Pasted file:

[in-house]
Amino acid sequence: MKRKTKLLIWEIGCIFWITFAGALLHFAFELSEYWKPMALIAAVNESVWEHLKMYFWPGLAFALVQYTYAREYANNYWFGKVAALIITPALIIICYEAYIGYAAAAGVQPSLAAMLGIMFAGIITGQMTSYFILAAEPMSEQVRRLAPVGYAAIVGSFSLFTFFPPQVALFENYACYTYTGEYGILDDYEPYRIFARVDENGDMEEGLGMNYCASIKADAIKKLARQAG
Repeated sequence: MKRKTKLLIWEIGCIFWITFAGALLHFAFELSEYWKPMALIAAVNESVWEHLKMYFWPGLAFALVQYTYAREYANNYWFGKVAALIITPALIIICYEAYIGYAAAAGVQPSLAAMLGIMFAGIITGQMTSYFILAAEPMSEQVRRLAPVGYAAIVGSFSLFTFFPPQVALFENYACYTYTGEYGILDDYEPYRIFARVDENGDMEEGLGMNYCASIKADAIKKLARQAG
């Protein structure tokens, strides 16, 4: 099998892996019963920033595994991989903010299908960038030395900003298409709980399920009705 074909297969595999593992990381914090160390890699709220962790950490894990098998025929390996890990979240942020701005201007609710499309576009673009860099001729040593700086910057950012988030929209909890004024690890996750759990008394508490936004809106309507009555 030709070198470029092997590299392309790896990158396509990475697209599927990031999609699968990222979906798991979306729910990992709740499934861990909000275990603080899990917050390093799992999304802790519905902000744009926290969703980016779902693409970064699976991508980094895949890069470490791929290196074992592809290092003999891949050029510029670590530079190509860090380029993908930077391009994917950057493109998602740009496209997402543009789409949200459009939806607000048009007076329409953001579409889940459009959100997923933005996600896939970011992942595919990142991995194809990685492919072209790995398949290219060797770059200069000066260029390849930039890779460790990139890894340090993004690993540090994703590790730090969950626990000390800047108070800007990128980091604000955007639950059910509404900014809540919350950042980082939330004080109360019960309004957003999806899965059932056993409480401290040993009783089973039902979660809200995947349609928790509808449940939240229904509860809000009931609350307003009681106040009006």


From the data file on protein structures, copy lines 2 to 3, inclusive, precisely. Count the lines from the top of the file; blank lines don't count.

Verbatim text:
Amino acid sequence: MKRKTKLLIWEIGCIFWITFAGALLHFAFELSEYWKPMALIAAVNESVWEHLKMYFWPGLAFALVQYTYAREYANNYWFGKVAALIITPALIIICYEAYIGYAAAAGVQPSLAAMLGIMFAGIITGQMTSYFILAAEPMSEQVRRLAPVGYAAIVGSFSLFTFFPPQVALFENYACYTYTGEYGILDDYEPYRIFARVDENGDMEEGLGMNYCASIKADAIKKLARQAG
Repeated sequence: MKRKTKLLIWEIGCIFWITFAGALLHFAFELSEYWKPMALIAAVNESVWEHLKMYFWPGLAFALVQYTYAREYANNYWFGKVAALIITPALIIICYEAYIGYAAAAGVQPSLAAMLGIMFAGIITGQMTSYFILAAEPMSEQVRRLAPVGYAAIVGSFSLFTFFPPQVALFENYACYTYTGEYGILDDYEPYRIFARVDENGDMEEGLGMNYCASIKADAIKKLARQAG